Any views expressed within media held on this service are those of the contributors, should not be taken as approved or endorsed by the University, and do not necessarily reflect the views of the University in respect of any particular issue.

Educational Design and Engagement

Educational Design and Engagement

Enriching the student learning experience & supporting development of on campus and online courses.

The Penguin and the Piper: Telling a different story

Today is Word Penguin Day so I took the opportunity to share some of my all time favourite open licensed images from the University’s collections on twitter; the famous pictures of the piper and the penguin.

These images were taken during the Scottish National Antarctic Expedition led by William Speirs Bruce in 1902 – 1904, and they are preserved among the papers of Spiers Bruce in the University’s collections.  One of these images had its own 15 minutes of fame several years ago after it was added to the Wikipedia article about the expedition and a twitter user noted dryly….

I also happen to use one of these images in my slides when I talk about the University OER Service as it’s a great way to promote the University’s open licensed image collections and a fun way to illustrate that the OER Service is composed of about one and a half people!

However these pictures also tell a different story. When I tweeted them, Malcolm Brown from the University’s Digital Imaging Unit contacted me to point out that the penguin is actually tethered to the spot with a rope tied around its legs.  The rope can’t be seen in most of the low resolution images shared on the web under open licence but it is visible in the high resolution scans.  Suddenly these fun images start to look rather cruel.

Image of piper and penguin in the Antarctic with rope visible. Image of penguin with rope visible around legs

This raises an important question about the ethics of sharing and reusing open licensed historical content.  As more museums, galleries and institutions open up their collections, all kinds of images that we might now regard as questionable at best or offensive at worst, are released into the public domain or shared under open licence. While I believe that it’s vitally important that public heritage collections are freely and openly available to the public, it’s equally important that we view these collections through a critical lens and that we consider the ethical implications of the historical images we share and reuse.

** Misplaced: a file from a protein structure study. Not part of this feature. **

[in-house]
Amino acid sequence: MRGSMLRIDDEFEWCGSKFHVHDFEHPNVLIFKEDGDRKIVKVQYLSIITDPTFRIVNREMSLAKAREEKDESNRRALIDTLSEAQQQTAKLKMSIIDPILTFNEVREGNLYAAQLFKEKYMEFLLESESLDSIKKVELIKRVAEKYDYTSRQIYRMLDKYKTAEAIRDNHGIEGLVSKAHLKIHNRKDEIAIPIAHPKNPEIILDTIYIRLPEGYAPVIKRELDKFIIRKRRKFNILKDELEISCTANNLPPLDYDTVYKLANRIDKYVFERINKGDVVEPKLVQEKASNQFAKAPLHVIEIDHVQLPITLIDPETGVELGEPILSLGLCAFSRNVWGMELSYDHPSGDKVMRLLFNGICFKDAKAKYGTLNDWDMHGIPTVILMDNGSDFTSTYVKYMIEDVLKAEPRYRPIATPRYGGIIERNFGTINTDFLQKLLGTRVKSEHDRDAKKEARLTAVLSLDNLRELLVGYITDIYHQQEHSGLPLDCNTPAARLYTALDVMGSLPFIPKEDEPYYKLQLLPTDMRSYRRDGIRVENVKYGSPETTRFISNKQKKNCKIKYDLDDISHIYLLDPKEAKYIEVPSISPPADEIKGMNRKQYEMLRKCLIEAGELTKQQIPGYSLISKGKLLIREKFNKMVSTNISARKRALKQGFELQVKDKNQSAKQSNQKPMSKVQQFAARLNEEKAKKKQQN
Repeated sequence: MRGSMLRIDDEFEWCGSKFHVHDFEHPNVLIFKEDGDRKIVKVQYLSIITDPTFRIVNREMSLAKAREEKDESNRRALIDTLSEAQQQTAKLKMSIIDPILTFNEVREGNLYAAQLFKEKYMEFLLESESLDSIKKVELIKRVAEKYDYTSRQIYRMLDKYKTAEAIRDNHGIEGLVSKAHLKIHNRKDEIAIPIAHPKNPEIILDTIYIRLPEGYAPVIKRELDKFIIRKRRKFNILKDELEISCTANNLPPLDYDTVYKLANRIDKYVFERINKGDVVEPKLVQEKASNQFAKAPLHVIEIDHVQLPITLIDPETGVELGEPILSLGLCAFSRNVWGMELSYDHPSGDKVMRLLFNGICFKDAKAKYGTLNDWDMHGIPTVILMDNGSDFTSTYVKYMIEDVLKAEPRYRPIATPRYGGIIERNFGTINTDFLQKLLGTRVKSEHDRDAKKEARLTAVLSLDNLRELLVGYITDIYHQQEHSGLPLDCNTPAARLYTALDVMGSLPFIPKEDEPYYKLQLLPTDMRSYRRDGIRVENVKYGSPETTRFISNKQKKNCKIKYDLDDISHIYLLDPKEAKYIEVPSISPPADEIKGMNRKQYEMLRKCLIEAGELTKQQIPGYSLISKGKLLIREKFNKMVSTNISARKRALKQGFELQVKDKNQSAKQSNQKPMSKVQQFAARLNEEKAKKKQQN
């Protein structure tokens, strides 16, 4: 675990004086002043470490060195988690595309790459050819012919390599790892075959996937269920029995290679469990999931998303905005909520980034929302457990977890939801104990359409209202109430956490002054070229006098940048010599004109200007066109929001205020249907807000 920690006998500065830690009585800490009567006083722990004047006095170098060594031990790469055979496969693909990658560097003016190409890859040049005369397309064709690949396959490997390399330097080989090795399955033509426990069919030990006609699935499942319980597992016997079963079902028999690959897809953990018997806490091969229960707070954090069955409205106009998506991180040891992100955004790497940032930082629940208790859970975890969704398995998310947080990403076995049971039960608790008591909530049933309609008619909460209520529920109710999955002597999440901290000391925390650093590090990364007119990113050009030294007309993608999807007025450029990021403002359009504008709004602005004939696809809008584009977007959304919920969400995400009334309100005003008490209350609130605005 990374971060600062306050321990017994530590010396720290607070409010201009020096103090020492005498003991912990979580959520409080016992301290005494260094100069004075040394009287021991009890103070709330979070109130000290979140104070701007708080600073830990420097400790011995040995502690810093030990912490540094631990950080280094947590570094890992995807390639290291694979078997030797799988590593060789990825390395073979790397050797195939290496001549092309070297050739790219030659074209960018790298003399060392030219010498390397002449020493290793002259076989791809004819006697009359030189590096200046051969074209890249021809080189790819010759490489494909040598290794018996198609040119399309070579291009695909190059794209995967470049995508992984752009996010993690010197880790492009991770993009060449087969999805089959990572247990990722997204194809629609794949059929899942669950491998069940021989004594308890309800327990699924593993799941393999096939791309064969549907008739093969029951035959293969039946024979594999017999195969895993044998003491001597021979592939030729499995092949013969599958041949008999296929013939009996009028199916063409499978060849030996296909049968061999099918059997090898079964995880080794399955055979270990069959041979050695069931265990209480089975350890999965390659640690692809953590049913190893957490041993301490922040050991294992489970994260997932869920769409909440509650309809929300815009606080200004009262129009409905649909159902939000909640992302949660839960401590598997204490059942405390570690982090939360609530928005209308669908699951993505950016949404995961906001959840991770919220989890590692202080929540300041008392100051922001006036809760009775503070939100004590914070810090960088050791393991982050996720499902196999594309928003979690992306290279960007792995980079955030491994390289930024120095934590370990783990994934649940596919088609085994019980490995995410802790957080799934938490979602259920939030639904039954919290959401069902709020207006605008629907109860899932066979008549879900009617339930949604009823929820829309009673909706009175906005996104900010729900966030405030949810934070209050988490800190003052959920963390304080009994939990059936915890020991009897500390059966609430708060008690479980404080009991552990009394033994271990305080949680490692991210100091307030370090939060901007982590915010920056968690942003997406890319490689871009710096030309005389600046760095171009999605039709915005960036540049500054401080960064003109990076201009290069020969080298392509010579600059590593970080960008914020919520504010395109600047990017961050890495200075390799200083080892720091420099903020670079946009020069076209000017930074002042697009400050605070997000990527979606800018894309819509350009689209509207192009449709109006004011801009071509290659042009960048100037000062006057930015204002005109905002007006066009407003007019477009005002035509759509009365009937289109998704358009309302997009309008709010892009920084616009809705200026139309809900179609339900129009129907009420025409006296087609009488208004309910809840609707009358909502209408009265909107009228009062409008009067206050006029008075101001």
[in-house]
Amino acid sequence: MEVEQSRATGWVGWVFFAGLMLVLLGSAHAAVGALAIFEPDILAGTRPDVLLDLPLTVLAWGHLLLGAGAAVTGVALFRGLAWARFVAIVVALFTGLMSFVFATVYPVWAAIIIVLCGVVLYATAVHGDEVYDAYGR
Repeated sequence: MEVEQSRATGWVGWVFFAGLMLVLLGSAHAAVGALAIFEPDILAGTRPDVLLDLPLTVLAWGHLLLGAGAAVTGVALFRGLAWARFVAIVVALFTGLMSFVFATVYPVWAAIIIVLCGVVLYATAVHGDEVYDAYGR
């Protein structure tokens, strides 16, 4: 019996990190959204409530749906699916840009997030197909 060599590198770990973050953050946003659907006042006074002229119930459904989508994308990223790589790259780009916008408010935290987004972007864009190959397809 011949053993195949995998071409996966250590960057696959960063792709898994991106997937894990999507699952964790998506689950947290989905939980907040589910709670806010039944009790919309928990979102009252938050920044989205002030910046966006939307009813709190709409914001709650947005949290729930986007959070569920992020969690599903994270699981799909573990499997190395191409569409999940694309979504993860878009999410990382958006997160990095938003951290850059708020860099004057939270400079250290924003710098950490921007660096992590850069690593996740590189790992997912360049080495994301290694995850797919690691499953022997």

Obviously we don’t know what happened to the penguin in these pictures.  I hope it was released and was none the worse for its unexpected moment in the spotlight.  Learning more about this famous image has certainly made me think about how I use this picture myself, and whether I want to continue using it.  Perhaps now would be a good time to have another look through our image collections to see if I can find a different open licensed image to use on my slides.

Leave a reply

You may use these HTML tags and attributes: <a href="" title=""> <abbr title=""> <acronym title=""> <b> <blockquote cite=""> <cite> <code> <del datetime=""> <em> <i> <q cite=""> <s> <strike> <strong>

This site uses Akismet to reduce spam. Learn how your comment data is processed.


Report this page

To report inappropriate content on this page, please use the form below. Upon receiving your report, we will be in touch as per the Take Down Policy of the service.

Please note that personal data collected through this form is used and stored for the purposes of processing this report and communication with you.

If you are unable to report a concern about content via this form please contact the Service Owner.

Please enter an email address you wish to be contacted on. Please describe the unacceptable content in sufficient detail to allow us to locate it, and why you consider it to be unacceptable.
By submitting this report, you accept that it is accurate and that fraudulent or nuisance complaints may result in action by the University.